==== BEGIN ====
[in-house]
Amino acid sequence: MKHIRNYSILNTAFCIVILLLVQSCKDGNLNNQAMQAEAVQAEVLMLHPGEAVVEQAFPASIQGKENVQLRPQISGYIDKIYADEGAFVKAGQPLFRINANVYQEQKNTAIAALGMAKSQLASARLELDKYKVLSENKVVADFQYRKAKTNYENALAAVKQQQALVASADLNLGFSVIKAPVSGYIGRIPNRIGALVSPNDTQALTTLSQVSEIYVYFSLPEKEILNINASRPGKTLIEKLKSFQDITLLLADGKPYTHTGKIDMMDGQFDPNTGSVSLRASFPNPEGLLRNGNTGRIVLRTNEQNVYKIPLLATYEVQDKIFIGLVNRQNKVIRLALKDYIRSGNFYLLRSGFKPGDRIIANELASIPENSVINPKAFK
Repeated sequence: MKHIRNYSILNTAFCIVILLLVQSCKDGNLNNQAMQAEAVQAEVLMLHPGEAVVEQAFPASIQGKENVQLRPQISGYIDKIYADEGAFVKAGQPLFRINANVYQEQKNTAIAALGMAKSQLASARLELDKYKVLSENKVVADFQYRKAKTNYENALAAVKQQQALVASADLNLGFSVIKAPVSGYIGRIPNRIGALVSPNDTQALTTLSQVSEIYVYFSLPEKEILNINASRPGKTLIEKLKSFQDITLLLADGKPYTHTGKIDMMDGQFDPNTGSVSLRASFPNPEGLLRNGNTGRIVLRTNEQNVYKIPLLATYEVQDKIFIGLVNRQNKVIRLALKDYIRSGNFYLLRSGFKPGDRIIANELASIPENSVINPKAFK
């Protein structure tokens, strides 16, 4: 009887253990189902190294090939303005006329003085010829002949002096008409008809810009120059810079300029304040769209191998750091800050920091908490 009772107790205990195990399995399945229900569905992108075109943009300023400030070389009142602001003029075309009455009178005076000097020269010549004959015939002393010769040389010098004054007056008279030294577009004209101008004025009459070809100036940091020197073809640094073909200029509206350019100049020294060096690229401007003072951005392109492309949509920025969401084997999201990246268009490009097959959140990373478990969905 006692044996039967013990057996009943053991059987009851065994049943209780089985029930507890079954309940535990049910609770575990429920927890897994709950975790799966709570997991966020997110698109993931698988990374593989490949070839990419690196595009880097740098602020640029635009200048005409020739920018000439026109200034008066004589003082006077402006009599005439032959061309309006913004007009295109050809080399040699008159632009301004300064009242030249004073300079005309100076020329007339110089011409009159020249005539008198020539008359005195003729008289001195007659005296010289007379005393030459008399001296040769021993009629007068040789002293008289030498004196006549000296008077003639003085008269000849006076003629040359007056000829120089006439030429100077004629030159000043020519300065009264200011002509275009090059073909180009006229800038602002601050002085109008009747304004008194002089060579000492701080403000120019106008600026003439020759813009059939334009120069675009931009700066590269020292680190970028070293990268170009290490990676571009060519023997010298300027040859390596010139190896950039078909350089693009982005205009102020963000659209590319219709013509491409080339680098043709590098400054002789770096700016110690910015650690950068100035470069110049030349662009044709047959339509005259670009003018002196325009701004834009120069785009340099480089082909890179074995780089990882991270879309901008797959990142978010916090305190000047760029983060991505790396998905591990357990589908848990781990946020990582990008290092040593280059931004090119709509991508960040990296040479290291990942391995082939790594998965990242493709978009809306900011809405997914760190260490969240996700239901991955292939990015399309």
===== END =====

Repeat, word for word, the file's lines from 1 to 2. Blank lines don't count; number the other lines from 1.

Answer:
[in-house]
Amino acid sequence: MKHIRNYSILNTAFCIVILLLVQSCKDGNLNNQAMQAEAVQAEVLMLHPGEAVVEQAFPASIQGKENVQLRPQISGYIDKIYADEGAFVKAGQPLFRINANVYQEQKNTAIAALGMAKSQLASARLELDKYKVLSENKVVADFQYRKAKTNYENALAAVKQQQALVASADLNLGFSVIKAPVSGYIGRIPNRIGALVSPNDTQALTTLSQVSEIYVYFSLPEKEILNINASRPGKTLIEKLKSFQDITLLLADGKPYTHTGKIDMMDGQFDPNTGSVSLRASFPNPEGLLRNGNTGRIVLRTNEQNVYKIPLLATYEVQDKIFIGLVNRQNKVIRLALKDYIRSGNFYLLRSGFKPGDRIIANELASIPENSVINPKAFK